May 9, 2023 - Russia-Ukraine news

By Tara Subramaniam, Christian Edwards, Eliza Mackintosh, Aditi Sangal, Adrienne Vogt, Mike Hayes and Tori B. Powell, CNN

Updated 12:01 a.m. ET, May 10, 2023
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8:33 p.m. ET, May 8, 2023

Russia-backed officials depart occupied city on Black Sea, Ukraine's military says

From CNN’s Kostan Nechyporenko in Kyiv

A significant part of the Russian-installed administration of Skadovsk left the occupied city on Sunday, Ukrainian military officials said. 

The activities of Skadovsk’s district and city administrations were “suspended,” the General Staff of the Armed Forces of Ukraine said in its daily update.

On Saturday night, “the occupiers loaded documentation, office equipment, and other property of state institutions into vehicles,” before leaving with their families on Sunday morning, Ukrainian military officials said.

The General Staff claims the Russians planned to transport the “documents and looted property," by sea, further into Russian-held territory. 

Skadovsk sits on the Black Sea. 

The statement said similar activity was occurring in the nearby villages of Krasne, Shevchenko, Shyroke, Ulianivka and Petrivka, as well as in Mykhailivka — some 28 kilometers (17 miles) away. 

8:32 p.m. ET, May 8, 2023

Mariupol occupiers are mobilizing Russian citizens, city's exiled council claims

From CNN’s Kostan Nechyporenko in Kyiv

Kremlin-backed authorities in the occupied Ukrainian city of Mariupol are in the process of mobilizing residents who have Russian passports, the exiled city council claimed on Telegram. 

“Mobilization has begun in Mariupol. This is reported by the city residents themselves,” the statement read, adding that men working in the public sector were the first to receive referrals from the military commissariat for medical examinations.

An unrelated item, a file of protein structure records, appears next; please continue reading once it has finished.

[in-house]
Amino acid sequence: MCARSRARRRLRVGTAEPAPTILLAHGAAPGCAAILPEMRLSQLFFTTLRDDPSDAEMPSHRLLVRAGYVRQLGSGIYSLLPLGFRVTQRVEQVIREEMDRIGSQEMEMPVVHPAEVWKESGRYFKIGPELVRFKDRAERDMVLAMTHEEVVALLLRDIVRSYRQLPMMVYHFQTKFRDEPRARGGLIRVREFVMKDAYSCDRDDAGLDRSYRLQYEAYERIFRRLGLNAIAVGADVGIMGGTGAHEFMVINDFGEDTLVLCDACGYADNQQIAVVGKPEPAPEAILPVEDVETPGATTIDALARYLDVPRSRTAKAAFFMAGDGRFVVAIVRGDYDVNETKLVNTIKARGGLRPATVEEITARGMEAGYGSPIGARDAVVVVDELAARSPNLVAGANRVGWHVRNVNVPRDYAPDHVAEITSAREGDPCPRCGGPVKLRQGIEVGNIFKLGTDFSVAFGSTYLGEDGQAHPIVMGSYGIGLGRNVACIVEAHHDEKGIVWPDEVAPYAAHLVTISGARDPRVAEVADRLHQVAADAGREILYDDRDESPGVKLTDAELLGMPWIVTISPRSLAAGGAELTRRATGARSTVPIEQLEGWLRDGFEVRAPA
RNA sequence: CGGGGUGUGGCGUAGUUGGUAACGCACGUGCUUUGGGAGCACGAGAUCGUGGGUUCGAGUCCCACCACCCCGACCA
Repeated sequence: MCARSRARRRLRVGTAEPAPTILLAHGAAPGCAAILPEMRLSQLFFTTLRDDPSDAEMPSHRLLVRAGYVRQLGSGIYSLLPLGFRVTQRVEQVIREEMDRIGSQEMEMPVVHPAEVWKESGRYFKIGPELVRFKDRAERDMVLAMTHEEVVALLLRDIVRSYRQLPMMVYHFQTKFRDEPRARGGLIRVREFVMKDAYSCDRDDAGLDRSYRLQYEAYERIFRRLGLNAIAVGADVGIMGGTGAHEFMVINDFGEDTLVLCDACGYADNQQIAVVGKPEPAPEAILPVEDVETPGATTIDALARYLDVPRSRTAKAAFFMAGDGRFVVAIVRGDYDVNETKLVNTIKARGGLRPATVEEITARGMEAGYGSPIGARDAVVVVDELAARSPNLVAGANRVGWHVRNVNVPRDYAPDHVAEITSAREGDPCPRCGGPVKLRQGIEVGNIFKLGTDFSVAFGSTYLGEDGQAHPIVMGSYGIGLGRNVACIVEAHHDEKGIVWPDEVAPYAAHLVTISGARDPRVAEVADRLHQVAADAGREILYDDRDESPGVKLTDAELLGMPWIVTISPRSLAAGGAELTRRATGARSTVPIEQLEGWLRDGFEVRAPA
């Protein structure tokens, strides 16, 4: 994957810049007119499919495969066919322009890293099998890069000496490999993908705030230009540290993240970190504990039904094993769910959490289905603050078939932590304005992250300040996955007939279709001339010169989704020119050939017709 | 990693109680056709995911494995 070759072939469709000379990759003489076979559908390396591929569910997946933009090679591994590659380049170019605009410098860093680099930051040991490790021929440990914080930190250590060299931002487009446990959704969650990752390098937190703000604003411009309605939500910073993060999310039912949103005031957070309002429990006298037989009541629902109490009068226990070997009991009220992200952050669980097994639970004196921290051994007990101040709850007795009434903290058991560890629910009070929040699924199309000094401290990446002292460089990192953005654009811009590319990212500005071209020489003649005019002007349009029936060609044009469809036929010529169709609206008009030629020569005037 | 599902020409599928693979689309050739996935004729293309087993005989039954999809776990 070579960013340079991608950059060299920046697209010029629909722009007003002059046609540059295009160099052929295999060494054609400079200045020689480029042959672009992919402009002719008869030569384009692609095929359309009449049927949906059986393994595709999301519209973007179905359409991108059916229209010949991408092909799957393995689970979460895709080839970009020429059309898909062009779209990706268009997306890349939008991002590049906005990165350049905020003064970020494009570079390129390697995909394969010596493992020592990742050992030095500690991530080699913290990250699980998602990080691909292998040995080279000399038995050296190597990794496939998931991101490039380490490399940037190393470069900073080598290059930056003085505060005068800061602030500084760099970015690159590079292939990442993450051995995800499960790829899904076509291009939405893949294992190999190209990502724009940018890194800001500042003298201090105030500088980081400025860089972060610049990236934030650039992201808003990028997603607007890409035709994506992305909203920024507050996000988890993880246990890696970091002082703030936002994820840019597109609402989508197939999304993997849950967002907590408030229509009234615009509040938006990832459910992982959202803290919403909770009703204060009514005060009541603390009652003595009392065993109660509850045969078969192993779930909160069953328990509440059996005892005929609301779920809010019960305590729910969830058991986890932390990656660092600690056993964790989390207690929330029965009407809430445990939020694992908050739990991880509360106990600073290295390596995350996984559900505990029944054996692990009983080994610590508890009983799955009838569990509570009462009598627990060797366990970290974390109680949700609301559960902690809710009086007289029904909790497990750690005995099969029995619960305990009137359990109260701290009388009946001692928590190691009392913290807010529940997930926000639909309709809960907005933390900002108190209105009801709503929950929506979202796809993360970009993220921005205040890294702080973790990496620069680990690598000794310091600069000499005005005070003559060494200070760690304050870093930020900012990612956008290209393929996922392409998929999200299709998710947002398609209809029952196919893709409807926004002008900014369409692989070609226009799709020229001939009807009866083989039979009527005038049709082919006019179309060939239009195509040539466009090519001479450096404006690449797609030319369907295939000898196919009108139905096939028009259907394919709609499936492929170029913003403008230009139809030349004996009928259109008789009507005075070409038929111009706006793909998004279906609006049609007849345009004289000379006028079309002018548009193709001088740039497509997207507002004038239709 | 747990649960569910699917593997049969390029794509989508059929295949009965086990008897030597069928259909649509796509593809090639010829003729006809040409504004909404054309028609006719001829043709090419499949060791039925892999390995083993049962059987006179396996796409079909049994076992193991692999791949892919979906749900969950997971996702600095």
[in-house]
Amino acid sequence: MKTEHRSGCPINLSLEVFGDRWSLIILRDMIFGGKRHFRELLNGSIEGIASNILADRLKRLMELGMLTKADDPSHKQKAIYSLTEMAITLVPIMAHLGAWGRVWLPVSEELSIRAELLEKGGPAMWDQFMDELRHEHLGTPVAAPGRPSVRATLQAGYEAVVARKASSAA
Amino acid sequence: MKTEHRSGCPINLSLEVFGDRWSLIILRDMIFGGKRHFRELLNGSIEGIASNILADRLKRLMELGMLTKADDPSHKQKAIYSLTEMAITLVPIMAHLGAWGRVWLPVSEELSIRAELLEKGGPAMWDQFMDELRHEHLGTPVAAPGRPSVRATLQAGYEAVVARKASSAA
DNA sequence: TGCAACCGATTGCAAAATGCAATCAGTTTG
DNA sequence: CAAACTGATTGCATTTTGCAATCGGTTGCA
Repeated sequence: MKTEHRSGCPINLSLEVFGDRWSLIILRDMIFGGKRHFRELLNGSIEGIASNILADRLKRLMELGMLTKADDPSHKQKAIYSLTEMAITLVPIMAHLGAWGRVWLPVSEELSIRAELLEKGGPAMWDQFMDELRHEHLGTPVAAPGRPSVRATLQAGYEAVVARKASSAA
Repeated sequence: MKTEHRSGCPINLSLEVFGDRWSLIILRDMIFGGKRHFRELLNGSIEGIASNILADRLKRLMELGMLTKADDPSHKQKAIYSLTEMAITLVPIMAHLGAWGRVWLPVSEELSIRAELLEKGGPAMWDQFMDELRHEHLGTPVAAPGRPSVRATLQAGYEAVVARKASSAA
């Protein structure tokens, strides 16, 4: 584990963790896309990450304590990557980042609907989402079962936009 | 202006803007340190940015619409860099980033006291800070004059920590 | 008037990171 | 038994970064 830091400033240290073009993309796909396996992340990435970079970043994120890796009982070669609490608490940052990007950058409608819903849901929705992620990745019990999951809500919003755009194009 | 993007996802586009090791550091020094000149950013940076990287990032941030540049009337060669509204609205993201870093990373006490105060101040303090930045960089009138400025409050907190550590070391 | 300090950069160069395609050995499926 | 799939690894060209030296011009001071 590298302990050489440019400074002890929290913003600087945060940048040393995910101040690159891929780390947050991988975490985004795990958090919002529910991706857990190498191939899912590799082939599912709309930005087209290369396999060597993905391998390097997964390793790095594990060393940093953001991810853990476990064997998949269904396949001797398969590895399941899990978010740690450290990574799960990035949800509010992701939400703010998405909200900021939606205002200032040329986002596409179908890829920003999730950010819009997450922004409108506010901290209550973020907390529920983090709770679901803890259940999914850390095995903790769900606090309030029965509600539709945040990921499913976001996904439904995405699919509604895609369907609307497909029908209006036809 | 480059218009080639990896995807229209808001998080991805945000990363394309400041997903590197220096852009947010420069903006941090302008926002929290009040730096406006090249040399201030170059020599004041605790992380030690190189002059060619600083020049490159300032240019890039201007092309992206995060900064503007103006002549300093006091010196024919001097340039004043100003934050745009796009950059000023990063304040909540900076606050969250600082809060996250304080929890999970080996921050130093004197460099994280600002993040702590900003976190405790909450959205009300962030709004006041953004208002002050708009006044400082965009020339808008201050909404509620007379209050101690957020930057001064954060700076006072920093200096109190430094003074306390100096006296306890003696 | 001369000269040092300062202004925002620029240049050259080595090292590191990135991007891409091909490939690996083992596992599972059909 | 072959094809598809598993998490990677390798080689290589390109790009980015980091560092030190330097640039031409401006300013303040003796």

The Telegram post included a photo of a document which the authors said is a referral, received by a resident. 

"Draft boards have started working in Mariupol. The occupiers are already looking for citizens who do not fulfill their 'military obligations'. The enemy plans to conscript men until August," said Vadym Boichenko, the exiled Ukrainian mayor of Mariupol.

Denis Pushilin, head of the Russian-backed self-proclaimed Donetsk People's Republic, which administers Mariupol, signed a decree allowing the mobilization of Russian citizens in the occupied region on March 31. 

9:07 p.m. ET, May 8, 2023

"No way out for us": Civilians await evacuation as Ukraine increases pressure on frontline towns

From CNN's Nick Paton Walsh, Natalie Gallón, Kosta Gak, and Peter Rudden in Mala Tokmachka, Ukraine

In this vacant and damaged village, news of Russia’s evacuation of occupied towns along the southern front cannot come soon enough.

Ukrainian-held Mala Tokmachka, just over a mile (2 kilometers) from Russian-held territory in the Zaporizhzhia region, has been left ghostly and battered by shelling, leaving the central square pockmarked, and the school’s facade torn off. Shrapnel is mixed in with fallen pine cones.

Raisa, a local woman passing some Ukrainian soldiers on her bicycle, said the explosions had picked up recently and she had heard small arms fire from the nearby highway. “There is no way out for us,” she said, of the remaining 200 civilians. “We have no water, gas or power for more than a year.”

Just 9 miles (15 kilometers) down the road is Polohy, a town that Russian occupiers said Friday they would evacuate, a process which local sources said had got underway at the weekend, although some Russian soldiers apparently remain in place.

The town is a focus for Ukraine's spring counteroffensive. While Kyiv has said it will not announce its commencement so as to cause maximum surprise, recent statements from Russian officials in occupied areas about attacks have indicated at least its opening stages are likely underway.

Polohy is one of over a dozen frontline settlements that occupying forces announced Friday would be emptied of civilians. A Russian occupation official, Yuri Balitsky, said “we cannot risk the safety of people and will provide funds for organized travel, lump sum payments, accommodation and meals.” He added children would undergo rehabilitation and rest in children’s camps,” echoing the language of previous incidents that Ukraine has dubbed forced deportation and on which the International Criminal Court based a war crimes indictment against Russian President Vladimir Putin.

Read the full story here.